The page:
169.254.169.254 instance-data in the container fixes this issue. :/
Challenges: A Lot Of IO Logic
When you generate the standard stack template it creates an
App and a
Lib package. My general assumption has been that IO type logic goes in App and Lib has your pure code. This works nicely for most apps which tend to have a small amount of IO and a large amount of business logic.
In this case we had a large amount of IO and a small amount of business logic. Without thinking too hard about it, this led to a fat
Main module with a convoluted main entry point.
The solution was to split out
Main into many modules. We decided rather than make these pure which forces part of their logic into
Main, just give everything a type IO to allow them to perform IO as necessary. The result was quite a clean separation of concerns and a simple main entry point.
See the before and after.
For the pure code it was easy to write tests. We used a mix of BDD and property based testing. This was all well and good, however ultimately we didn't come up with a good solution for testing the bulk of the IO heavy code, either with unit or integration tests.
I think the solution for this is to use a higher level abstraction for the IO related code. Either Monad Transformers or some variant of Free Monads. I think Free would have especially good here as it seems suited to IO heavy code.
Having said that, it probably wouldn't be worth going down this path. Given how IO heavy it is, I suspect it would be better bang for buck to spend the time making full integration tests possible with a dev database and AWS SES Docker containers. This tests all the code and a lot of the infrastructure in the one go.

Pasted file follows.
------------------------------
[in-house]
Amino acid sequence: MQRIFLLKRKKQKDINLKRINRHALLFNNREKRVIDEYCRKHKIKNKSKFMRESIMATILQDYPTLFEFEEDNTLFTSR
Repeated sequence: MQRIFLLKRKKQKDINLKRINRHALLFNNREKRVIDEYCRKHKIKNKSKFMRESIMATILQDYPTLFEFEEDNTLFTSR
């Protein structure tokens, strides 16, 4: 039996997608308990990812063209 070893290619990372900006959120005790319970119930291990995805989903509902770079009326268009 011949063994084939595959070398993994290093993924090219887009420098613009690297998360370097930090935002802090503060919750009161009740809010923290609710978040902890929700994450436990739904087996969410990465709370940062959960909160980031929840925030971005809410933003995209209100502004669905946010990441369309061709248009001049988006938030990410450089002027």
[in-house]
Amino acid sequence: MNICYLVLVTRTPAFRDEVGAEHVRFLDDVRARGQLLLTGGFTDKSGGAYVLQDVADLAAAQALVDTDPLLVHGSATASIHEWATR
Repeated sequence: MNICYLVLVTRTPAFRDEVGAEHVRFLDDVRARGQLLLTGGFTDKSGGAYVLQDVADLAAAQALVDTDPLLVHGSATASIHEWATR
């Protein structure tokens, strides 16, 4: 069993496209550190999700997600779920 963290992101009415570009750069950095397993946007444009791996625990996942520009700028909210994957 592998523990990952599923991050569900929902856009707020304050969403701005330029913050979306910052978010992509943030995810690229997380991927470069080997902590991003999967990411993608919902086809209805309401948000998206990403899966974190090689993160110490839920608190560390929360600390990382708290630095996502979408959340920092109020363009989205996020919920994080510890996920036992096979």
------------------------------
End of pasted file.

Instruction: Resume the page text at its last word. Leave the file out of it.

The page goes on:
We considered Haskell 'cron' library, but that involves running an instance all day for a five second job.
In the end we went with auto scaling group abuse. The instances spin up at 9am every morning, which needs to be updated when daylight savings occurs. I think this is less a Haskell problem than a generally unsolved problem at REA. We are working on a sustainable solution for orchestrating scheduled jobs.
Was coding in Haskell like getting a back massage by a space unicorn?
Well.. sort of.
The solution as mentioned required a lot of integration code which would have been trivial in a more popular language. Added to that, this was the first real thing Jim or I had done in Haskell so there was a learning curve to push through. Plus there was lots of boring but still challenging Docker/Shipper/Buildkite bits to get done as well.
However, it was still incredibly enjoyable using the language which is just so bloody lovely. It's really nice learning more about it knowing there is so much power to it, and lots of juicy new ways of coding to be mastered. Personally I like being a bit over my head, winging it, but learning a lot as I go, which is what it feels like working in Haskell.
As of this week the end to end process is fully automated. CXP are overjoyed and the number of fists through walls has decreased by 27%!